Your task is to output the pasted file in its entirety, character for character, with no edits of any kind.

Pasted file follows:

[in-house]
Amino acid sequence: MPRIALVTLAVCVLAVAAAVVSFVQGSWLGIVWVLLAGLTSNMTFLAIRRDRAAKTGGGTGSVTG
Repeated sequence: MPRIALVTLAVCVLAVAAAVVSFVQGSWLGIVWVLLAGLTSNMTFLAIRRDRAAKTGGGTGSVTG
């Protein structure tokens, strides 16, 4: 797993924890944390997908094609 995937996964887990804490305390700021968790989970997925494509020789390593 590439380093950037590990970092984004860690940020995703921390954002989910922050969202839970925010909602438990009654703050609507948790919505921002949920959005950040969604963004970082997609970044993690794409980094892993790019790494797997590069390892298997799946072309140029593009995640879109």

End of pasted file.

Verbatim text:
[in-house]
Amino acid sequence: MPRIALVTLAVCVLAVAAAVVSFVQGSWLGIVWVLLAGLTSNMTFLAIRRDRAAKTGGGTGSVTG
Repeated sequence: MPRIALVTLAVCVLAVAAAVVSFVQGSWLGIVWVLLAGLTSNMTFLAIRRDRAAKTGGGTGSVTG
């Protein structure tokens, strides 16, 4: 797993924890944390997908094609 995937996964887990804490305390700021968790989970997925494509020789390593 590439380093950037590990970092984004860690940020995703921390954002989910922050969202839970925010909602438990009654703050609507948790919505921002949920959005950040969604963004970082997609970044993690794409980094892993790019790494797997590069390892298997799946072309140029593009995640879109």